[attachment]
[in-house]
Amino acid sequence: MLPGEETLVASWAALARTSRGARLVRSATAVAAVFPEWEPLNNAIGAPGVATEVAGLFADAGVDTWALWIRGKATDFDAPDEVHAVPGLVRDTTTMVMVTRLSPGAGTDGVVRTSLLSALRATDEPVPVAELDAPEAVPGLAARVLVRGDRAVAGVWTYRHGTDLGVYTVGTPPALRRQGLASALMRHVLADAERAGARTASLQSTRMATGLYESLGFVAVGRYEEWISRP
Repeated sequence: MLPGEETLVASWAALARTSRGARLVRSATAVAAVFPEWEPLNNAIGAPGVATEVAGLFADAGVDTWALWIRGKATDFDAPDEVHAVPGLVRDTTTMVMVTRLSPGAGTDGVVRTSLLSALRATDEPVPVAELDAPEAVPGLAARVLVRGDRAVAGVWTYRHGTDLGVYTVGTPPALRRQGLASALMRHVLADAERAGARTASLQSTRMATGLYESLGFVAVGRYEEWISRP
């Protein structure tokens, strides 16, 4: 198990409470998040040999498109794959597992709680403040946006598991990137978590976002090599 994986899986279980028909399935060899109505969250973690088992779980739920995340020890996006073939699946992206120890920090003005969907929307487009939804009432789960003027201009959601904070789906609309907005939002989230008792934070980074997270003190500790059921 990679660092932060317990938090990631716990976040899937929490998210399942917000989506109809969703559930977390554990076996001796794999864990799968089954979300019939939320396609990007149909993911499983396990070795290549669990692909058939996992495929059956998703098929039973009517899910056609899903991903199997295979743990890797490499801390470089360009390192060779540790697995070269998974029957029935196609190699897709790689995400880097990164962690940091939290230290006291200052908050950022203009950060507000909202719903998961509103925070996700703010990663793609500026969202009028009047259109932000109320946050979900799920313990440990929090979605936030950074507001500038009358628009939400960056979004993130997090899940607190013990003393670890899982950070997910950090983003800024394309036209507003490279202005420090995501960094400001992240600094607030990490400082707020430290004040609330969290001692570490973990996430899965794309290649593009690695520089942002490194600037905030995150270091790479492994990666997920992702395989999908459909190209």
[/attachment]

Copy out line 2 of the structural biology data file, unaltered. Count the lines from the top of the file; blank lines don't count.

Amino acid sequence: MLPGEETLVASWAALARTSRGARLVRSATAVAAVFPEWEPLNNAIGAPGVATEVAGLFADAGVDTWALWIRGKATDFDAPDEVHAVPGLVRDTTTMVMVTRLSPGAGTDGVVRTSLLSALRATDEPVPVAELDAPEAVPGLAARVLVRGDRAVAGVWTYRHGTDLGVYTVGTPPALRRQGLASALMRHVLADAERAGARTASLQSTRMATGLYESLGFVAVGRYEEWISRP